Being sent on a secondment is no longer merely a handy way of sidelining a manager who is past their use-by date. The placements are now seen as mutually beneficial to the company and the employee. Lucie Carrington reports
Secondments are no longer simply an expensive way of putting senior managers out to grass. They have become a key management development tool for junior, middle and senior managers.
Nor do they always involve sending someone off to work for a good cause for a couple of years and wondering if you will ever meet again.
Now there is a plethora of approaches firms can take, from the traditional long-term secondments through to short-term or day release-type schemes.
The advantages to both sides of the secondment equation are obvious - developing managers gain experience that their own organisations perhaps cannot provide. And the host organisation gets business skills it probably can’t afford.
“Many large organisations are realising that the only role models their developing managers have are the previous generation of managers. But these are not necessarily the right role models for the future of their business,” says Robert Rosenfeld, consultant at Garner Hall.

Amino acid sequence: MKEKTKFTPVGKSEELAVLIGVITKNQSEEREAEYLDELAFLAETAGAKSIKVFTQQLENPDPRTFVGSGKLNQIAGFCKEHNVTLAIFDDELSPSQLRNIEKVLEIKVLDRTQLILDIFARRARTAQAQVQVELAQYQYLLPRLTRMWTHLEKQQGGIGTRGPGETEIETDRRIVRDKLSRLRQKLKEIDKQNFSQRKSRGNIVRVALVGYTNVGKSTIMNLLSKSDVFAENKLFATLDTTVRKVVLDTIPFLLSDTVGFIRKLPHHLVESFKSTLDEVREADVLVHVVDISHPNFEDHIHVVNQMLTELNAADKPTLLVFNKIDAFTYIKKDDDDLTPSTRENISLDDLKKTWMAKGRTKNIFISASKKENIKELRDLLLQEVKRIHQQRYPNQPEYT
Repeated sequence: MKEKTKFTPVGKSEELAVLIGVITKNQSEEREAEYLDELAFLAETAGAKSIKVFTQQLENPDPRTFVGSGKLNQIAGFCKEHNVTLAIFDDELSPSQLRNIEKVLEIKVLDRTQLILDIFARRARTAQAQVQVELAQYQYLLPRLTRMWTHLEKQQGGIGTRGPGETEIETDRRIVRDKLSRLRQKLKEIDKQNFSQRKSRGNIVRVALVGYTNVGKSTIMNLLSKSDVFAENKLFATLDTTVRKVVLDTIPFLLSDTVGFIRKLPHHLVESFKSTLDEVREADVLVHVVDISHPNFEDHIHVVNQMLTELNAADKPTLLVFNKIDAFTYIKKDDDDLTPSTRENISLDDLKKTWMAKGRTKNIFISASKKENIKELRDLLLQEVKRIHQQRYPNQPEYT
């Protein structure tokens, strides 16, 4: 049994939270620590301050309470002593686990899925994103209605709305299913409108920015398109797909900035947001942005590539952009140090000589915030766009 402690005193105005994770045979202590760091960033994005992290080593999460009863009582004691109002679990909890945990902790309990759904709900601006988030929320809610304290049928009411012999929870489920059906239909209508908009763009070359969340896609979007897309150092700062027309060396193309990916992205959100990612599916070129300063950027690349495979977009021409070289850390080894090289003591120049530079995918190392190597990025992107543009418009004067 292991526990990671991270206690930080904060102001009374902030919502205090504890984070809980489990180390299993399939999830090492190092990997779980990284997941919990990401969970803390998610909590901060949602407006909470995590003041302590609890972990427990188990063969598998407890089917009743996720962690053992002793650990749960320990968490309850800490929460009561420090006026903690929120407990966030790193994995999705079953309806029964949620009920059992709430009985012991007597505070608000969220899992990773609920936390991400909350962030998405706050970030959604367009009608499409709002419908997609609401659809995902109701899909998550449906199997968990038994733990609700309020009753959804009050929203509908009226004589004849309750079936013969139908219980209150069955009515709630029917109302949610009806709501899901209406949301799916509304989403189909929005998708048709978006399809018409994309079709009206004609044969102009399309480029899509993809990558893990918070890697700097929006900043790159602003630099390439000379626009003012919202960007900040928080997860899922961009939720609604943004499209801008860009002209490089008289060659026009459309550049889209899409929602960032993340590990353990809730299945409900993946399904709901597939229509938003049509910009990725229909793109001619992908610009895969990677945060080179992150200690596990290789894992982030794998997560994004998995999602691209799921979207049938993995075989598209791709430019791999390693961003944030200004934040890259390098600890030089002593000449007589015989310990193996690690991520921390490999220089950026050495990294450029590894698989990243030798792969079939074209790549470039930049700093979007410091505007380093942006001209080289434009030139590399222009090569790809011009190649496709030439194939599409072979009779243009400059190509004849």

“At the same time they are keen to limit the amount of management development that goes on in the classroom and are on the lookout for more creative ways of learning.” Secondments get the thumbs up on both counts.
The Government runs a massive secondment scheme called Interchange. It is designed to provide civil servants with experience of business, and to give business people first-hand knowledge of Whitehall.
Interchange is also aimed at bringing fresh, new, business skills into government and has become a major plank of the Government’s modernising agenda.
So far nearly 4,000 Interchanges have taken place. These include long-term secondments of up to three years, shorter attachments, job shadowing, mentoring and non-executive postings.
But while it is potentially a terrific networking moment for firms, it is maybe not the best training and development opportunity.
Business in the Commu